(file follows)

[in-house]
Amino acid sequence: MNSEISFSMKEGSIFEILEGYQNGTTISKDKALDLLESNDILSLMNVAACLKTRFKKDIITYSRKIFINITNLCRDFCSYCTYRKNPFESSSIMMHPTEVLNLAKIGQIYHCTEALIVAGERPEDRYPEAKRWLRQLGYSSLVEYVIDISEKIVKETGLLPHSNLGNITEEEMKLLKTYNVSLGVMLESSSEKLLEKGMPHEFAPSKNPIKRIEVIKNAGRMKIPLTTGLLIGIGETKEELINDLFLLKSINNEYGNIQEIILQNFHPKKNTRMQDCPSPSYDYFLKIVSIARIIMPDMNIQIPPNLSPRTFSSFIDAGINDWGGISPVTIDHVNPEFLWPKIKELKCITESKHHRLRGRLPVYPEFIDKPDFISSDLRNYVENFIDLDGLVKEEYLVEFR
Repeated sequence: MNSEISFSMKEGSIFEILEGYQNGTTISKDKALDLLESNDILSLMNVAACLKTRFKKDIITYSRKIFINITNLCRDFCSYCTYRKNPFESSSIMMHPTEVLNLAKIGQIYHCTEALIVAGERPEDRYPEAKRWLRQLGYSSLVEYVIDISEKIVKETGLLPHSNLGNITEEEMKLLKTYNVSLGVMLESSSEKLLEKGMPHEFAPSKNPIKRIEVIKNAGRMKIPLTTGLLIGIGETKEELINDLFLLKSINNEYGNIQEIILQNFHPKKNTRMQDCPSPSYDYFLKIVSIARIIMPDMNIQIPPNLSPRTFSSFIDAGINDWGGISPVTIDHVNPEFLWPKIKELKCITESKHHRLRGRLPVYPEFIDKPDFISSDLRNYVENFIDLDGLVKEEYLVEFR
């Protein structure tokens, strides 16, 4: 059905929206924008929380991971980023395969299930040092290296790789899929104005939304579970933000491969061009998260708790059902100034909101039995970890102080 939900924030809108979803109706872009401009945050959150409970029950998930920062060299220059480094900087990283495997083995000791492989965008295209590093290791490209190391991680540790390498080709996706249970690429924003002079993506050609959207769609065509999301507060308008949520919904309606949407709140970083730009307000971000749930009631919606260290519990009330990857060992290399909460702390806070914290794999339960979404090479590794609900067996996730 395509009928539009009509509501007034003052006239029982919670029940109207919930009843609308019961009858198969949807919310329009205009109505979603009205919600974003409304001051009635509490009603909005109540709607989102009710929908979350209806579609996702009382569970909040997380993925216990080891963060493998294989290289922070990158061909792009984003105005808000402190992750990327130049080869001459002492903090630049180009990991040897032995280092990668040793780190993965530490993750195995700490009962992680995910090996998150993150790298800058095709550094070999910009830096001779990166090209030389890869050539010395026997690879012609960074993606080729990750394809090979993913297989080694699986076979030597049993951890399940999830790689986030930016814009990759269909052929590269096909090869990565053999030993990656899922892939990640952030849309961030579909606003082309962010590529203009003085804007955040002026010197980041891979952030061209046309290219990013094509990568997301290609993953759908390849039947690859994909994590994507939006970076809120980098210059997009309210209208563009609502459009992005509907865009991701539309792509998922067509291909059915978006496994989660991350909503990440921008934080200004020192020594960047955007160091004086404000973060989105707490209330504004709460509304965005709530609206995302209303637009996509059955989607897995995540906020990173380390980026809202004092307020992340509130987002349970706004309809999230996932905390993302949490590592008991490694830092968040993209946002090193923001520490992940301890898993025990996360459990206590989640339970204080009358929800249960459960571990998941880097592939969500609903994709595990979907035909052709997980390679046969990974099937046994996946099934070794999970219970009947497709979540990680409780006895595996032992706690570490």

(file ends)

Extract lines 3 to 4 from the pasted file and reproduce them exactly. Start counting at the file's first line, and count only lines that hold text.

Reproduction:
Repeated sequence: MNSEISFSMKEGSIFEILEGYQNGTTISKDKALDLLESNDILSLMNVAACLKTRFKKDIITYSRKIFINITNLCRDFCSYCTYRKNPFESSSIMMHPTEVLNLAKIGQIYHCTEALIVAGERPEDRYPEAKRWLRQLGYSSLVEYVIDISEKIVKETGLLPHSNLGNITEEEMKLLKTYNVSLGVMLESSSEKLLEKGMPHEFAPSKNPIKRIEVIKNAGRMKIPLTTGLLIGIGETKEELINDLFLLKSINNEYGNIQEIILQNFHPKKNTRMQDCPSPSYDYFLKIVSIARIIMPDMNIQIPPNLSPRTFSSFIDAGINDWGGISPVTIDHVNPEFLWPKIKELKCITESKHHRLRGRLPVYPEFIDKPDFISSDLRNYVENFIDLDGLVKEEYLVEFR
């Protein structure tokens, strides 16, 4: 059905929206924008929380991971980023395969299930040092290296790789899929104005939304579970933000491969061009998260708790059902100034909101039995970890102080 939900924030809108979803109706872009401009945050959150409970029950998930920062060299220059480094900087990283495997083995000791492989965008295209590093290791490209190391991680540790390498080709996706249970690429924003002079993506050609959207769609065509999301507060308008949520919904309606949407709140970083730009307000971000749930009631919606260290519990009330990857060992290399909460702390806070914290794999339960979404090479590794609900067996996730 395509009928539009009509509501007034003052006239029982919670029940109207919930009843609308019961009858198969949807919310329009205009109505979603009205919600974003409304001051009635509490009603909005109540709607989102009710929908979350209806579609996702009382569970909040997380993925216990080891963060493998294989290289922070990158061909792009984003105005808000402190992750990327130049080869001459002492903090630049180009990991040897032995280092990668040793780190993965530490993750195995700490009962992680995910090996998150993150790298800058095709550094070999910009830096001779990166090209030389890869050539010395026997690879012609960074993606080729990750394809090979993913297989080694699986076979030597049993951890399940999830790689986030930016814009990759269909052929590269096909090869990565053999030993990656899922892939990640952030849309961030579909606003082309962010590529203009003085804007955040002026010197980041891979952030061209046309290219990013094509990568997301290609993953759908390849039947690859994909994590994507939006970076809120980098210059997009309210209208563009609502459009992005509907865009991701539309792509998922067509291909059915978006496994989660991350909503990440921008934080200004020192020594960047955007160091004086404000973060989105707490209330504004709460509304965005709530609206995302209303637009996509059955989607897995995540906020990173380390980026809202004092307020992340509130987002349970706004309809999230996932905390993302949490590592008991490694830092968040993209946002090193923001520490992940301890898993025990996360459990206590989640339970204080009358929800249960459960571990998941880097592939969500609903994709595990979907035909052709997980390679046969990974099937046994996946099934070794999970219970009947497709979540990680409780006895595996032992706690570490």